Hand Sanitizer

Danielle Turner, PhD (left) and biology professor Snezna Rogelj in the department's lab at New Mexico Tech with the first batch of the hand sanitizer.

Necessity may be the mother of invention, but it also takes inspiration and some serious perspiration.  As COVID-19 has proven to spread as fast and easily as a wildfire on the bosque, it is imperative that all precautions must be followed. Leave it to the enterprising scientists in the biology department at New Mexico Tech to find a solution to the growing shortage of hand sanitizers.

Research scientist Dr. Danielle Turner said an article on the internet about the importance of hand sanitizers got her thinking on how to make a difference.

Hand Sanitizer2

the sanitizer can be transferred for use in a recycled spray bottle or a smaller personal sized bottle.

“With the availability of commercial hand sanitizers at an all-time low, we started looking at protection,” Turner said. “It’s really important to minimize the spread of the virus. And so the easiest thing that we can do right here - and the fastest - is to make hand sanitizer.”

Using a recipe from the World Health Organization, Turner gave it a try in the biology lab in Jones Annex.

Using three ingredients - isopropyl alcohol, glycerol and hydrogen peroxide - in the right amounts, she had her first batch ready to use.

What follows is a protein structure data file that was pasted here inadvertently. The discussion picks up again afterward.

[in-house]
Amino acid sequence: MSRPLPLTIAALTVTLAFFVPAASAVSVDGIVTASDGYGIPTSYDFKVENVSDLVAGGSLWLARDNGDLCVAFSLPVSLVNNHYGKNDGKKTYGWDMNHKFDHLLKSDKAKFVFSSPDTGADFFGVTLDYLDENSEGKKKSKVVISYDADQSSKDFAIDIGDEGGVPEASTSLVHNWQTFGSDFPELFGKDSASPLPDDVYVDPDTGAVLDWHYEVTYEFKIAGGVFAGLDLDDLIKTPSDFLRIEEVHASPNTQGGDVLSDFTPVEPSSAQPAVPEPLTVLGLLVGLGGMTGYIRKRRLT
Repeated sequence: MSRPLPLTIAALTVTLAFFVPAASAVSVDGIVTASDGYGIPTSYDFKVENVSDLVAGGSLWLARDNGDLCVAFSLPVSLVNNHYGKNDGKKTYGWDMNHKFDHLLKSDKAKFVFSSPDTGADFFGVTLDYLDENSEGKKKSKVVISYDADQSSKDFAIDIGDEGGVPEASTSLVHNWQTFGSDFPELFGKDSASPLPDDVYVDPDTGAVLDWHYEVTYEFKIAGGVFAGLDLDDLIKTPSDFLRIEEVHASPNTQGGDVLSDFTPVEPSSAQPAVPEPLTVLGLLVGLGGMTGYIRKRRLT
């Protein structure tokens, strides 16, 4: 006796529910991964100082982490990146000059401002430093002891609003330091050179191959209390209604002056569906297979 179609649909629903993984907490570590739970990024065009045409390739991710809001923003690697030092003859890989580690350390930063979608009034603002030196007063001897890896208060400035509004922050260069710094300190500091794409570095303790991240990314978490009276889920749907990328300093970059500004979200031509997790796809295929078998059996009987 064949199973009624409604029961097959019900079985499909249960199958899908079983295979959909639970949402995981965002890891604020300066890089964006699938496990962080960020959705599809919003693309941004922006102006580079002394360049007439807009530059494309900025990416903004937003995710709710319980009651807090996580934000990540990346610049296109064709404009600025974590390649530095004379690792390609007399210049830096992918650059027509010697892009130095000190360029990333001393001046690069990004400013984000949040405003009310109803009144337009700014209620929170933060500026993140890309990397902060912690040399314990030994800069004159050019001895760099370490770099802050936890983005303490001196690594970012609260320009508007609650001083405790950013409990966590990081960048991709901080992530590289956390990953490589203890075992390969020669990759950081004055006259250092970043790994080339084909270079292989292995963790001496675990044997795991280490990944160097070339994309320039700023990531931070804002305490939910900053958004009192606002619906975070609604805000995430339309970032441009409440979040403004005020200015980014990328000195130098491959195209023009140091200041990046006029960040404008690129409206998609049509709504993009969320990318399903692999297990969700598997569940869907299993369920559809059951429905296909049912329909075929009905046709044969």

“We can produce a good hundred liters in a hurry if needed,” she said.

From a large laboratory bottle, the sanitizer is meted out into smaller, more convenient containers for personal use.

“All it takes is one teaspoon,” Turner said “Let your hands air dry. That’s when disinfection happens.”

Biology professor Dr. Snezna Rogelj explained that the virus COVID-19 is made up of genetic material encased in a lipid-like coating.

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Sanitizer in a recyled fabric softerner container.

“The virus has a fatty-like protective layer, and detergent, soap or alcohol interact with that fatty layer and destroy it,” she said. “It makes the virus fall apart.”

Many viruses are like that, she said.

“And that’s why detergent and alcohol are used universally,” Turner said.

Rogelj said that her biology team is acutely aware of the current problems with COVID-19 and other infectious diseases because of the research they have been doing on their own into bacterial drug resistance.

Dubbed “World Health Organization Sanitizer,” Rogelj and Turner are planning to get it throughout the campus and possibly the Socorro community if resources permit.

“It’s a universal way to help minimize the spread; that is the one thing that is still under our control” Turner said.

“And wash your hands often!” they said in unison.